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How not to let tax hit NPS redemption
August, 31st 2016

The National Pension System (NPS) provides numerous tax benefits to its subscribers. Apart from providing tax benefits of up to Rs 1.5 lakh along with under instruments under Section 80C, NPS has an exclusive window of Rs 50,000 under Section 80CCD (1).

Employers can also contribute upto 10% of the salary (basic + dearness allowance) to your NPS account.Under Section 80CCD (2), this will not be treated as taxable income in your hand, so this is an additional tax-saving window. It has a few other advantages such as low-cost fund management and ability to change asset allocations in the middle without tax incidents.

However, NPS follows the EET regime, which stands for exempt, exempt, tax. What this means for investors is that while you get tax benefit at the time of an investment and also at the time of accumulation (there will not be any tax incidence for the returns earned in the middle), the final withdrawal will be taxable. In other words, you are not saving tax, but only deferring it.

The government has recently sugarcoated NPS in the last budget by making 40% of the final corpus tax-free in your hand. So we can say that NPS is now a mixture between EET (60%) and EEE (40%).

Now let us consider strategies to reduce the tax incidence on the 60% of accumulated corpus. And the first strategy (ie most commonly used now also) is to use this to buy annuities. And as per current PFRDA regulations, you have to compulsorily use 40% of the accumulated corpus to buy annuities, so the decision here is only about the remaining 20%.

Though you save immediate tax on this 20% corpus, the annuity you receive in future will be taxable."Though annuity is taxable, its impact will be lower because the annuity amount will be lower compared to the one time receipt," says Anil Lobo, India Business Leader - Retirement, Mercer.

Second strategy is to delay buying of annuity and also withdrawal of remaining money . This makes sense because it is natural that the tax slab usually comes down post retirement.

For example, if your tax slab falls from 30% to 10% after retirement, you are saving 20% tax on this accumulated corpus. By doing that, investors can also decide the specific financial year (one with very low other income) in which they want to receive this corpus. Since insurance companies pay higher annuity rates for people with higher age, you should delay it as much as possible.

However, there is some restriction on how much you can delay the annuity-buying part.

"Though subscribers can delay lump sum withdrawal till 70, they have to buy annuity before 63 as per current PFRDA rules," says Sumit Shukla, CEO, HDFC Pension Funds. "Hope PFRDA will allow annuity buying also till 70."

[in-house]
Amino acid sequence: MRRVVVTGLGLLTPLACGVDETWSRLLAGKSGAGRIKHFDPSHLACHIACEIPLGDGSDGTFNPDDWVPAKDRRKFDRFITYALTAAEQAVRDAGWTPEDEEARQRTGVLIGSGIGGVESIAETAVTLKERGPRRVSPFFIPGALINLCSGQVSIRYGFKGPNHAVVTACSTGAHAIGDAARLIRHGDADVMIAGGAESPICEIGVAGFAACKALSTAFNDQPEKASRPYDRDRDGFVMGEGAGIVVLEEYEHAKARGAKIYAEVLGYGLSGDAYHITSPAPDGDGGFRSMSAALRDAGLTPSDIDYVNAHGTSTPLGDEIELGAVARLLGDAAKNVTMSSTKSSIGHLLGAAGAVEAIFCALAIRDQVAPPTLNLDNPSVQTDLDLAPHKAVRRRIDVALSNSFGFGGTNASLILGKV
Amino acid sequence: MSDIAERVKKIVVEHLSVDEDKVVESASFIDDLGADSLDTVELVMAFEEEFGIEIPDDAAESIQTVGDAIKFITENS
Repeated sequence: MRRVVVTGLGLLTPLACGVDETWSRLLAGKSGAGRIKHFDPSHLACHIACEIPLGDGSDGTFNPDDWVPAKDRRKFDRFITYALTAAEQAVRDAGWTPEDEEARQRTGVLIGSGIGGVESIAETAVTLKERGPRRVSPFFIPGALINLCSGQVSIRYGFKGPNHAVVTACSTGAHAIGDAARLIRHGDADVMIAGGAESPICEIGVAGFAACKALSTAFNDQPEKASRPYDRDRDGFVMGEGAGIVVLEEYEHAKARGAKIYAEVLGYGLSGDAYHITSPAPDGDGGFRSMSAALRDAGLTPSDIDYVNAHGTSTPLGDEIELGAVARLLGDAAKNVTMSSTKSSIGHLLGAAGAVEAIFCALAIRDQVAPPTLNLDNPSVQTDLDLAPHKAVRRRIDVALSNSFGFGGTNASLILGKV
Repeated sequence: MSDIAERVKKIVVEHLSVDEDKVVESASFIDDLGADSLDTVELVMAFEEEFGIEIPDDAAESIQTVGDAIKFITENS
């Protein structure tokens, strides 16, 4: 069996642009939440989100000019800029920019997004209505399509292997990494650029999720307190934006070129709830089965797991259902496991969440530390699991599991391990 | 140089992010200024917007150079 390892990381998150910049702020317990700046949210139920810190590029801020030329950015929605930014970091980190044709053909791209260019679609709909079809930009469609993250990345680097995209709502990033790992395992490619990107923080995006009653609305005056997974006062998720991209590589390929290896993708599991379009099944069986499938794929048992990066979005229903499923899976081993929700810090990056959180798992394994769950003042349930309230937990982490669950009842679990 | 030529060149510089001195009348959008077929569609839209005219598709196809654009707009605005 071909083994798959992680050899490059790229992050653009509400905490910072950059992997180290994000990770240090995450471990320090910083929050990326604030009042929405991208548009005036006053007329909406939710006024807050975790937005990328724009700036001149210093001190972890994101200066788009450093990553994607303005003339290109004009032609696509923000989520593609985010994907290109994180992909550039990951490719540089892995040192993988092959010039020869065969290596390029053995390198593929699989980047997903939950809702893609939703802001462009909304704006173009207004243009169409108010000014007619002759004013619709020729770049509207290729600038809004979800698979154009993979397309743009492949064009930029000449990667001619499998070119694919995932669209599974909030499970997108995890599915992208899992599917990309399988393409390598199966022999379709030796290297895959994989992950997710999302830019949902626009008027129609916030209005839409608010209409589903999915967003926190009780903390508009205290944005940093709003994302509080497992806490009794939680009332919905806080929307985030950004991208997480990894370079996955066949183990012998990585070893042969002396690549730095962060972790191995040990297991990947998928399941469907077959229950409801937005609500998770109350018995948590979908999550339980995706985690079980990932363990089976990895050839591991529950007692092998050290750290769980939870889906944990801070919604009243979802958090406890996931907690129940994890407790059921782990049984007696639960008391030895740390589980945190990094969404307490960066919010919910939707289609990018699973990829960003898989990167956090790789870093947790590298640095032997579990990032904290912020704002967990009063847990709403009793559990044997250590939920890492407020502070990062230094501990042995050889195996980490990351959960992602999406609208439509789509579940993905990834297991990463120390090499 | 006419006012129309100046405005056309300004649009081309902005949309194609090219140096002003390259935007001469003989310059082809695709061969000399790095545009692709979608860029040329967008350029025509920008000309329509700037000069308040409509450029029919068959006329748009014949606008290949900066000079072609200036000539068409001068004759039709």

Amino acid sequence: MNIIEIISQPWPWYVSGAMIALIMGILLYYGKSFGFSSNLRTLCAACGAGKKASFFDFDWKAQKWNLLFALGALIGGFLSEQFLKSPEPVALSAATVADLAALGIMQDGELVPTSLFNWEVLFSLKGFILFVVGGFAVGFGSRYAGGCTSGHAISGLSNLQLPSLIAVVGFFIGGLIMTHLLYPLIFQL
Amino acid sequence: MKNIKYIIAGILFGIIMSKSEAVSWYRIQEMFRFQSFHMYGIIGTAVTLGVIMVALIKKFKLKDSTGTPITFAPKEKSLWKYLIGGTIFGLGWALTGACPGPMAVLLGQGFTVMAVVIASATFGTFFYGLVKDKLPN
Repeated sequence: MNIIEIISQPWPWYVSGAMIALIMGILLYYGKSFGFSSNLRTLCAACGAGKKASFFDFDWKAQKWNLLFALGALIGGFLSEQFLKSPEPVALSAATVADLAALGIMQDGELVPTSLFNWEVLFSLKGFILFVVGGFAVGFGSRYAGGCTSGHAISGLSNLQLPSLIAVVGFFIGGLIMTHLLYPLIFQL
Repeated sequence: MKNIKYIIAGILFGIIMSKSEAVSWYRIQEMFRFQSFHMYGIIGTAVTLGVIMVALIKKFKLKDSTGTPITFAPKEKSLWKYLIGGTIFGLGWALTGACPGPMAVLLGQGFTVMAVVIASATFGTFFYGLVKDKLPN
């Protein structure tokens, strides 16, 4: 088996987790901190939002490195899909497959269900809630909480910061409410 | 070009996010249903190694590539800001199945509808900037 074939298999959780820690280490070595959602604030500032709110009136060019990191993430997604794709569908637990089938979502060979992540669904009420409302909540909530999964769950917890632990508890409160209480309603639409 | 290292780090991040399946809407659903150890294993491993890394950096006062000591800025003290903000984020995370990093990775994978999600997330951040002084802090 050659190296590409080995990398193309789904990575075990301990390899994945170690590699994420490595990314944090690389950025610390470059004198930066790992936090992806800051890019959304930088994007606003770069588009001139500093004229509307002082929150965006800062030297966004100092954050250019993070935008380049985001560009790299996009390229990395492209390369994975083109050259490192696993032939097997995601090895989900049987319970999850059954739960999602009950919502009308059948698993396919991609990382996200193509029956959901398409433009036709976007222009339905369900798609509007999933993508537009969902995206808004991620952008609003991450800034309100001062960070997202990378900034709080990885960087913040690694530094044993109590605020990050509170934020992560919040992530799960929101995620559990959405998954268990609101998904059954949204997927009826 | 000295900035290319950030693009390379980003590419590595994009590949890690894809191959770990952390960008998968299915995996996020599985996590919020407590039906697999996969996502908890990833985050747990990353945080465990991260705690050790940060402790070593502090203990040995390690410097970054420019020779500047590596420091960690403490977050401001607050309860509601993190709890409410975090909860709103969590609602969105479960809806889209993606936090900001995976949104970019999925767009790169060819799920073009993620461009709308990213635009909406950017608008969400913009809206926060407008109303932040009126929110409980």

Third strategy is to split the withdrawal to different years (instead of lump sum). "You can reduce the tax liability on 20% taxable corpus by splitting them into 10 equal instalments of 2% each," says Lobo. Since each of these instalments (2% each) will be small, the tax hit from that will also be low. "You can also smartly use the 25% early withdrawal facility for this," points out Manoj Nagpal, CEO, Outlook Asia Capital.

As per amended rules, NPS investors are allowed to with investors are allowed to withdraw upto 25% of their contributions (not that by companies) for defined needs like children's higher education or marriage, construction or purchase of first house, treatment of critical illness for self, spouse, children or parents.

Assume that your NPS account is a personal one and you have withdrawn 25% for this purpose.

"While withdrawing 25% from NPS, subscriber is neither closing his NPS account nor is he opting out of scheme. Therefore, there will be no taxation at the time of partial 25% withdrawal, as the taxation rule under Section 80CCD (3) is applicable only at the time of exit," says Suresh Surana, founder, RSM Astute Consulting Group.

Since 40% of the final corpus (75% now after the partial withdrawal of 25%) is also tax free, the next 30% will also be tax free.

This means that the total tax exempted withdrawal goes up to 55% (25% + 30%) from 40%. Similarly , the hit because of compulsory annuity will also come down because that restriction is based on this reduced final corpus. "40% annuity buying restriction is based on the corpus at the time of retirement," says Shukla.

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